I believe that, if a person could get a glimpse at the life of another, that experience would benefit the person far better than any stereotype or assumption could. This audio story about Aaron’s experience joining FarmHouse Fraternity is just that—a glimpse into fraternity life.

The story: Finding the purpose

This story follows Aaron from when he first came to WSU through his pledgehood at FarmHouse Fraternity, but my search for this story began with FarmHouse executive officers. I originally started gathering material from executive officers at FarmHouse in hopes that they could describe the “experience” of being a member of our fraternity. The hour long interview gave me a lot of background ideas, but I wanted to show a story rather than have members tell one. So I followed a lead from Jared Beck, FarmHouse president, to cover a story about Aaron’s challenge with becoming a member.

Aaron’s interview was exciting. He had stories to tell, emotional responses to situations, and I felt it portrayed the “experience” I was looking for well.

For the final stage of gathering this story, I challenged myself to create an audio collage that could elevate Aaron’s single perspective story into a multi-perspective view of the house. This launched a campaign of recording random events at FarmHouse, like meetings, dinner and video game tournaments. Finally, I felt like I had enough material to start editing.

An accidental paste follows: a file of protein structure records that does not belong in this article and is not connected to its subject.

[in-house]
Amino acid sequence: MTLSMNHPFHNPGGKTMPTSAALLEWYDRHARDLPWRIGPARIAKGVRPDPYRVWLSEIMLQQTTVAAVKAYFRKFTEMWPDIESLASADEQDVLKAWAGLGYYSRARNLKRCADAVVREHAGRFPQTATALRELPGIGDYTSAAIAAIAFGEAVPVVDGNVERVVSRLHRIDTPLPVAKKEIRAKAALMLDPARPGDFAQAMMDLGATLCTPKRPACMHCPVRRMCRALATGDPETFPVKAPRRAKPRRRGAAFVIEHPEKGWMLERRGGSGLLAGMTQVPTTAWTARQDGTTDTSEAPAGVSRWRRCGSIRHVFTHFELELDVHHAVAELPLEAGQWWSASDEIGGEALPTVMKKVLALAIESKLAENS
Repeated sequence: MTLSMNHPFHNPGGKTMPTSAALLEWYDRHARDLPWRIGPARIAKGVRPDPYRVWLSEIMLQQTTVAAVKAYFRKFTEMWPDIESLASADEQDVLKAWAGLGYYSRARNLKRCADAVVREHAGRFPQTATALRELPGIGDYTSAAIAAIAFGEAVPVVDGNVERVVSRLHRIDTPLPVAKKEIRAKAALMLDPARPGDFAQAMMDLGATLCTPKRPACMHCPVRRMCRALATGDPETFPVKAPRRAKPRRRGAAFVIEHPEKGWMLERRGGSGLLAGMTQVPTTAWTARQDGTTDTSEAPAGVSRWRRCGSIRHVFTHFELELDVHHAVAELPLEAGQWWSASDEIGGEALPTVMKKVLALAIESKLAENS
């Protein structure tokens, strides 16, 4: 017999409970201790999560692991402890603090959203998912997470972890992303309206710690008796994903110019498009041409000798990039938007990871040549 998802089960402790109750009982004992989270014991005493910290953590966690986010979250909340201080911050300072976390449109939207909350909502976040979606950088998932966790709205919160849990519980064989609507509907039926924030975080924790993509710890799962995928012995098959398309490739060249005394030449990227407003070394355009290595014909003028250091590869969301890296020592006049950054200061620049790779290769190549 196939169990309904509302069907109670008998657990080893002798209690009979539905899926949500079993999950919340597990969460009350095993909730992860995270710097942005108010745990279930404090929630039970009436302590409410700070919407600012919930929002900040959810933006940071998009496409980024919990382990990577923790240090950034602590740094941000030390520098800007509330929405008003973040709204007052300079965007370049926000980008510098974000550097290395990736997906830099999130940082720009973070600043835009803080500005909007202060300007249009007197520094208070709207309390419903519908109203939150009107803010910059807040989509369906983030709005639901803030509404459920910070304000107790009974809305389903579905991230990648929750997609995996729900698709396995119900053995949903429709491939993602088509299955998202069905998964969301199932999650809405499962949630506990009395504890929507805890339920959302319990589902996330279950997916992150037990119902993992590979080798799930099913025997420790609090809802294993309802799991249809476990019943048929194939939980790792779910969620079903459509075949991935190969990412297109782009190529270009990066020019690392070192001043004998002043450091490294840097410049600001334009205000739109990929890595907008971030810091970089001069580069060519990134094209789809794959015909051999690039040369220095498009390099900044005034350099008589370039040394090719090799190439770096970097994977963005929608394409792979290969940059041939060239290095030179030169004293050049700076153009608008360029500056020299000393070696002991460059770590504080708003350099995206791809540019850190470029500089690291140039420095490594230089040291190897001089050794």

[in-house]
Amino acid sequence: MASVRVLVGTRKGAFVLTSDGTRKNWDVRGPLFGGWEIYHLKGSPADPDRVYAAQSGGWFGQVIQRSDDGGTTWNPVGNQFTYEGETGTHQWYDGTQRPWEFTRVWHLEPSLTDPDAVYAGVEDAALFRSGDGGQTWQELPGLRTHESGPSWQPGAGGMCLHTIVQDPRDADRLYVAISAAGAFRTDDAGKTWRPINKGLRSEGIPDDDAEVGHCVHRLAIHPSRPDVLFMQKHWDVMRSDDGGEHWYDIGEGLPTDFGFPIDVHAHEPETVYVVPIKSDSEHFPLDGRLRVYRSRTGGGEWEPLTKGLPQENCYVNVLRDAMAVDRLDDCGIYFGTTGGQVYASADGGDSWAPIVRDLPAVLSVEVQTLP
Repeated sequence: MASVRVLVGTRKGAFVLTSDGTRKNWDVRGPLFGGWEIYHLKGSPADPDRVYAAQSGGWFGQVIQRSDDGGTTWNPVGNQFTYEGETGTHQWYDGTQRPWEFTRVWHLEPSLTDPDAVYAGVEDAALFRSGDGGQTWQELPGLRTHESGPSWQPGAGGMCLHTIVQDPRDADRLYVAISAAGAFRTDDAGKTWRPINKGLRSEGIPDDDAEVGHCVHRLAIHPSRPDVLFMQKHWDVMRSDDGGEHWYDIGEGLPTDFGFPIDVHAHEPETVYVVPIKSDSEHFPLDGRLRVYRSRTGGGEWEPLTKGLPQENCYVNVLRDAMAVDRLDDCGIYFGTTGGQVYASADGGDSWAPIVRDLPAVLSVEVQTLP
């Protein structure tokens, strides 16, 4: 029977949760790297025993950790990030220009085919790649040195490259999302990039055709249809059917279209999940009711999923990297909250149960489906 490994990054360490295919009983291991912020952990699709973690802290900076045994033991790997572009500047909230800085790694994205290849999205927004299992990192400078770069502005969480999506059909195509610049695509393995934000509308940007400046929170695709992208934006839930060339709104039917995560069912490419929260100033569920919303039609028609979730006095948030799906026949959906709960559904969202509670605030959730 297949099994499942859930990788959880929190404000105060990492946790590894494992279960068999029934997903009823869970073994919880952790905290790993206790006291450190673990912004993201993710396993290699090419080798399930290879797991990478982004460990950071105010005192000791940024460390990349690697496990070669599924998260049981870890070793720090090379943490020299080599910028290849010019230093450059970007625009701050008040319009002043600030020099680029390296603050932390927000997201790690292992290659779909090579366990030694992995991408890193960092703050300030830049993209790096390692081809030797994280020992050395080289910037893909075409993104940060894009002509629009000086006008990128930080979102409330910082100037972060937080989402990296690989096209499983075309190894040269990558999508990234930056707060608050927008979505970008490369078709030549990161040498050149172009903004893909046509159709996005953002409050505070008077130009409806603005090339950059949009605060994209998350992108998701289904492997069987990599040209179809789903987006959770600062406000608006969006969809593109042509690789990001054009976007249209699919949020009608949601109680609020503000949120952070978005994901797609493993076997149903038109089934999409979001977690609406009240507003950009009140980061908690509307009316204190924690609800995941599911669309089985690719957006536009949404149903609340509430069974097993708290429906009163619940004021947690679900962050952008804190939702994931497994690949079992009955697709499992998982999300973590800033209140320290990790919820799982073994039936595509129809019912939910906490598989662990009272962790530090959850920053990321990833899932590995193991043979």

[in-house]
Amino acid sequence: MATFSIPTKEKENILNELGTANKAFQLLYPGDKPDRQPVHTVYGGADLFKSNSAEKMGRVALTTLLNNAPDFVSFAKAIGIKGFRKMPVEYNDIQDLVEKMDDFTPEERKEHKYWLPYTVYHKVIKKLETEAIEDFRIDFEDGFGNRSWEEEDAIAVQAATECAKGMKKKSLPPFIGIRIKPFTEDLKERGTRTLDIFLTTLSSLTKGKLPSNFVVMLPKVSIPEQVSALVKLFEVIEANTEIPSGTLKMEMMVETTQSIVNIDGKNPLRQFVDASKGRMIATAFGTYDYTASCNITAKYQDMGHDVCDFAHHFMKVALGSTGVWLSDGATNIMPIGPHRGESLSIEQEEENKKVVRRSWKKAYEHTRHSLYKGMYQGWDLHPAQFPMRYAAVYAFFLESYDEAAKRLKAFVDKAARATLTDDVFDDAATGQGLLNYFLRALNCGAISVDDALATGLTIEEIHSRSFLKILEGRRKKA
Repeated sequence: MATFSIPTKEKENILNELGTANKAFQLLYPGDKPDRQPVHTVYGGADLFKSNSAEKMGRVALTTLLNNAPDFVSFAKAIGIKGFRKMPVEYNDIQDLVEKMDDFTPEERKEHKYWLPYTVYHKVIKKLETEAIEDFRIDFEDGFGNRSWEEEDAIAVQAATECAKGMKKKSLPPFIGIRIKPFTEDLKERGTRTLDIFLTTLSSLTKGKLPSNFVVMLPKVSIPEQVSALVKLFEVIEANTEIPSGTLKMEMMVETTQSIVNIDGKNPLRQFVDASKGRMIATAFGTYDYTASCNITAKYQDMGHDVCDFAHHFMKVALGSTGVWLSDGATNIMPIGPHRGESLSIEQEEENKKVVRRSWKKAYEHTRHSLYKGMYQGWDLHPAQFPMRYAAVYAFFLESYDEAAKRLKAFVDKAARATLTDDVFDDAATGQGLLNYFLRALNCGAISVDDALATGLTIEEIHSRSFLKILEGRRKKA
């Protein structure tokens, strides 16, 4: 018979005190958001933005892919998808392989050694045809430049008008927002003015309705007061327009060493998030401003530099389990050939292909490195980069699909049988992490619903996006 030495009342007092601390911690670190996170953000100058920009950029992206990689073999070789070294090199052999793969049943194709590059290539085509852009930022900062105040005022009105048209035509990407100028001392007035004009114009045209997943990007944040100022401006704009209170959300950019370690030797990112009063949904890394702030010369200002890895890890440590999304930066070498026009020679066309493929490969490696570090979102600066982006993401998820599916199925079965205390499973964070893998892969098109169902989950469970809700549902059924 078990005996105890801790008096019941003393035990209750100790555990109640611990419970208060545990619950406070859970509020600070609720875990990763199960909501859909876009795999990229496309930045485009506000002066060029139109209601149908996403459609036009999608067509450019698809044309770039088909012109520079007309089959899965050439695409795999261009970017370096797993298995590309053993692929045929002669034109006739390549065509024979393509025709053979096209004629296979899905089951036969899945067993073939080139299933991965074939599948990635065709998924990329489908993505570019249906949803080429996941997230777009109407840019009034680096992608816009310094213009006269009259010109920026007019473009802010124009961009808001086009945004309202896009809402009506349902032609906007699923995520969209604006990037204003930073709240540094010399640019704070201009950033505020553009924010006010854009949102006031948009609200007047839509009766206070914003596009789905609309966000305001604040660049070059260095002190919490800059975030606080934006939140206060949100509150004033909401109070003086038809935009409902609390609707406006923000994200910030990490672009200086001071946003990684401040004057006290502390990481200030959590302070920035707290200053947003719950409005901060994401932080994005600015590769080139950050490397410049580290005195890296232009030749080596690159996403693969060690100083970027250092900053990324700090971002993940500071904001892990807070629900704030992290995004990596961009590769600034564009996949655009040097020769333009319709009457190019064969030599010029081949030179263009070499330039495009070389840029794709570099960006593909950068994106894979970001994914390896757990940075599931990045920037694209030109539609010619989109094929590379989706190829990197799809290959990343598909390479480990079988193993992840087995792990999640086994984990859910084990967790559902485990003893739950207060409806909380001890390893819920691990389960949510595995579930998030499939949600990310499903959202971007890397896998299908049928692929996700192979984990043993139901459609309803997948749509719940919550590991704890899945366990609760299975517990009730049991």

Technical application of editing:

Most people will agree that, while finding a story takes up a lot of time, editing is still a challenge. First of all, I had hours of audio, so I mapped out important sections that I might use in a Word document. That way, I had an index to pull clips from as I needed them. Aaron’s audio challenged me the most for editing. He had a lot of run-on sentences, words blurred together, and it seems like he never stopped to breath. Unfortunately, I don’t think I completely overcame this challenge, because some of Aaron’s audio is choppy.

Only real adjustment, besides splicing, that I applied to the audio would be volume levels. Last, I feel like my project could benefit from some equalizing, to buff out the hissing sound in some places.